OC plans to share its successful habitat connectivity program with a wider, interdisciplinary audience. They aim to educate future environmental leaders through scientific dissemination via international conferences, published peer-reviewed journals, and university partnerships. The organization will also utilize various communication platforms, including web platforms, documentaries, and social media, to engage communities.
Their work has already gained attention from major media outlets, such as National Geographic and The Washington Post, and they intend to target government leaders to promote cross-disciplinary investment in nature-based solutions. OC's model has received praise from influential leaders like Andrea Meza, Deputy Executive Secretary of the UN Convention to Combat Desertification, who believes that the model should be replicated widely in biodiverse tropical regions of the world.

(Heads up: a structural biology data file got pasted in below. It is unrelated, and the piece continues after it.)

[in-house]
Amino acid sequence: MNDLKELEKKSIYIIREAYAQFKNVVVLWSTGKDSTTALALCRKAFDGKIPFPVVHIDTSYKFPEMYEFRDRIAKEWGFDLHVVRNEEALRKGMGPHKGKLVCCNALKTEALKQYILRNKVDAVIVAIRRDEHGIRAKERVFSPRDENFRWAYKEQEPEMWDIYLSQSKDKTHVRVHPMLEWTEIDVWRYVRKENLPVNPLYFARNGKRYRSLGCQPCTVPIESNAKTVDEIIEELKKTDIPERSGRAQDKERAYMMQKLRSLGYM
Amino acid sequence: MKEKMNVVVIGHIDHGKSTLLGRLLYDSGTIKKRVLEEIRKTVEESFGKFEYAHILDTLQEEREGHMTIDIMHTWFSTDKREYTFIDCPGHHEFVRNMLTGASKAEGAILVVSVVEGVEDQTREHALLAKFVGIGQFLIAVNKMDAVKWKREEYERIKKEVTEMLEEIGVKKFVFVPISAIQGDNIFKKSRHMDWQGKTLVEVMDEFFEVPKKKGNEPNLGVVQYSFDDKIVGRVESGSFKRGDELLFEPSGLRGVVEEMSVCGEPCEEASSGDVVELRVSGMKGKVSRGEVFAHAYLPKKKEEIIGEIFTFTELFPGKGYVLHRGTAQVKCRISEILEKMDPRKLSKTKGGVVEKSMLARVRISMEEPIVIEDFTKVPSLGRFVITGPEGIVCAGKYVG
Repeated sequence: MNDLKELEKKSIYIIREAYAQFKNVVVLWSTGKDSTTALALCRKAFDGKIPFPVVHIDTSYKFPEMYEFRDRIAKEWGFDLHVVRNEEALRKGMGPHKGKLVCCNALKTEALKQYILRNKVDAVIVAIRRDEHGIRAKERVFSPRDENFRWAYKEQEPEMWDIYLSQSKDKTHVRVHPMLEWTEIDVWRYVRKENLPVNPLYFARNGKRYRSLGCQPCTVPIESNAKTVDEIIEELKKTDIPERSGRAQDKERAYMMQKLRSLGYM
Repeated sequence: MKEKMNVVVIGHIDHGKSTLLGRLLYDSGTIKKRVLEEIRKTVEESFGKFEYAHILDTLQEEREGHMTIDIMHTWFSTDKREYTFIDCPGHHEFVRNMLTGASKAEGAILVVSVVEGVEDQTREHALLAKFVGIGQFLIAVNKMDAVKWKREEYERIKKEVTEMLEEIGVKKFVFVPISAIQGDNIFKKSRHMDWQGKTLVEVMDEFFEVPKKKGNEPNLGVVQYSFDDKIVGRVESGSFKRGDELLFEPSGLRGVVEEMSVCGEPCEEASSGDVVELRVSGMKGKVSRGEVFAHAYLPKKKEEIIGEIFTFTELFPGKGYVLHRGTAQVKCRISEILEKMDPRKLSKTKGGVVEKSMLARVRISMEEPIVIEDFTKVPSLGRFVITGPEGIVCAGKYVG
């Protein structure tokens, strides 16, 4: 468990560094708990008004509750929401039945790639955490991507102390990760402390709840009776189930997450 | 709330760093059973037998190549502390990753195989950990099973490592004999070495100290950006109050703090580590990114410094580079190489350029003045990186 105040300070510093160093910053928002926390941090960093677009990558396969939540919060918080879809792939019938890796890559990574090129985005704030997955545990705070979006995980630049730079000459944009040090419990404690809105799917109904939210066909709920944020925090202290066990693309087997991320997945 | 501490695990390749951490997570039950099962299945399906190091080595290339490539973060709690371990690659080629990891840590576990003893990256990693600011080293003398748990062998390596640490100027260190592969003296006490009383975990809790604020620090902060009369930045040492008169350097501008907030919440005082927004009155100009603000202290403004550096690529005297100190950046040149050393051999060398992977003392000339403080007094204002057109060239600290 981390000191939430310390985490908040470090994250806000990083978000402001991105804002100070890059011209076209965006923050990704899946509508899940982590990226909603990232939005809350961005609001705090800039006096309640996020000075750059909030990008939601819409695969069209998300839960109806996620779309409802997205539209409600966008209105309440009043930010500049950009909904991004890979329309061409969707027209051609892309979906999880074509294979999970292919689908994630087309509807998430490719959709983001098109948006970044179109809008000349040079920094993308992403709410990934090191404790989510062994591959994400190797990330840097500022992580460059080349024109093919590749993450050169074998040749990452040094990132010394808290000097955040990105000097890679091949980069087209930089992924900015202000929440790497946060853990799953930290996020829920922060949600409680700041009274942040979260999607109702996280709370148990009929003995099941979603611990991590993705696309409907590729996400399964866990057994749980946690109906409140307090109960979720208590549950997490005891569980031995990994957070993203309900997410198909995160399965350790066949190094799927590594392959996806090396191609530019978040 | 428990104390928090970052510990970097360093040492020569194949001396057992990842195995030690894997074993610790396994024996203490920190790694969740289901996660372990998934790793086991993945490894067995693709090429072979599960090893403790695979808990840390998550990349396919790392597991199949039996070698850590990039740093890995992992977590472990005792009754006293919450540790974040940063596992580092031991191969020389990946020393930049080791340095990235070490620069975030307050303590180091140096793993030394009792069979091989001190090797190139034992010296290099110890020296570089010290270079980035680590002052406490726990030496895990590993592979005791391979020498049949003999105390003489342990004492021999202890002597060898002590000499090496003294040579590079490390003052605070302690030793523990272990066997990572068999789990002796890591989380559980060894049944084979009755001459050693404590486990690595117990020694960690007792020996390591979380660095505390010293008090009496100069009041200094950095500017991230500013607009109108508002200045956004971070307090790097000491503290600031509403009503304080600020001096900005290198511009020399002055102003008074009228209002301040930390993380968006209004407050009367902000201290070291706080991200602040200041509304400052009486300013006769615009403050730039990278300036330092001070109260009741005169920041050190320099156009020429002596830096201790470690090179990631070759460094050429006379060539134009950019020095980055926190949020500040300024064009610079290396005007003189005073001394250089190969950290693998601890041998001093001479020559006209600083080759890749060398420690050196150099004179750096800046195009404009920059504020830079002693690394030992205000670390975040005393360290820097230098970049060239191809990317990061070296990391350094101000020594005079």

How can I engage with Osa Conservation?
Support the movement to protect wildlife through technology by joining the efforts of Osa Conservation in conserving and restoring the natural ecosystems of the Osa Peninsula. To show support and promote the adoption of conservation technology, interested individuals can contact Lucy Kleiner via email at l[email protected] to learn more about collaborating.
Explore the 2023 Conservation Tech Showcase
Our new Conservation Tech Showcase is a series exploring successes and bold ideas in the world of conservation technology, shared through case studies about exciting projects from outstanding organizations around the world.